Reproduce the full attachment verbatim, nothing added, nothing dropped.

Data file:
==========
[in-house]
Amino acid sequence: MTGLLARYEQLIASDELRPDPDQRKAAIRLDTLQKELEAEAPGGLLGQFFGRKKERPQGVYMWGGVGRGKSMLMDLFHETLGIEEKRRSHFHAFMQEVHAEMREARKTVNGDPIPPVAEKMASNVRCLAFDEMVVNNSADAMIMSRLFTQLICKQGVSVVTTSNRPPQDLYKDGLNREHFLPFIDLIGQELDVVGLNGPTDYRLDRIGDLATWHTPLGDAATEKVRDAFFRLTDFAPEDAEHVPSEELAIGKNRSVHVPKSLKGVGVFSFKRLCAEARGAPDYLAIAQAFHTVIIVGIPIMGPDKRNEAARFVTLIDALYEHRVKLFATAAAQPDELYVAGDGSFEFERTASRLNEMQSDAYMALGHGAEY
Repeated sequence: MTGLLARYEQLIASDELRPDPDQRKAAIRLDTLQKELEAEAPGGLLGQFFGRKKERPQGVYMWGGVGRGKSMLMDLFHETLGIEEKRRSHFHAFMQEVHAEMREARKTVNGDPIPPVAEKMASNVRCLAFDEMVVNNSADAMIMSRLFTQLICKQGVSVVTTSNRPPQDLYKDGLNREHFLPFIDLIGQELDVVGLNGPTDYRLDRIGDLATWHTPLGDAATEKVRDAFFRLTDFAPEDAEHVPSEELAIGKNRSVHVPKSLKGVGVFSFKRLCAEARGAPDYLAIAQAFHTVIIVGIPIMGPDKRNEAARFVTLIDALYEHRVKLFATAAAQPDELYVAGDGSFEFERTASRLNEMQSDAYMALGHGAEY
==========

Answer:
[in-house]
Amino acid sequence: MTGLLARYEQLIASDELRPDPDQRKAAIRLDTLQKELEAEAPGGLLGQFFGRKKERPQGVYMWGGVGRGKSMLMDLFHETLGIEEKRRSHFHAFMQEVHAEMREARKTVNGDPIPPVAEKMASNVRCLAFDEMVVNNSADAMIMSRLFTQLICKQGVSVVTTSNRPPQDLYKDGLNREHFLPFIDLIGQELDVVGLNGPTDYRLDRIGDLATWHTPLGDAATEKVRDAFFRLTDFAPEDAEHVPSEELAIGKNRSVHVPKSLKGVGVFSFKRLCAEARGAPDYLAIAQAFHTVIIVGIPIMGPDKRNEAARFVTLIDALYEHRVKLFATAAAQPDELYVAGDGSFEFERTASRLNEMQSDAYMALGHGAEY
Repeated sequence: MTGLLARYEQLIASDELRPDPDQRKAAIRLDTLQKELEAEAPGGLLGQFFGRKKERPQGVYMWGGVGRGKSMLMDLFHETLGIEEKRRSHFHAFMQEVHAEMREARKTVNGDPIPPVAEKMASNVRCLAFDEMVVNNSADAMIMSRLFTQLICKQGVSVVTTSNRPPQDLYKDGLNREHFLPFIDLIGQELDVVGLNGPTDYRLDRIGDLATWHTPLGDAATEKVRDAFFRLTDFAPEDAEHVPSEELAIGKNRSVHVPKSLKGVGVFSFKRLCAEARGAPDYLAIAQAFHTVIIVGIPIMGPDKRNEAARFVTLIDALYEHRVKLFATAAAQPDELYVAGDGSFEFERTASRLNEMQSDAYMALGHGAEY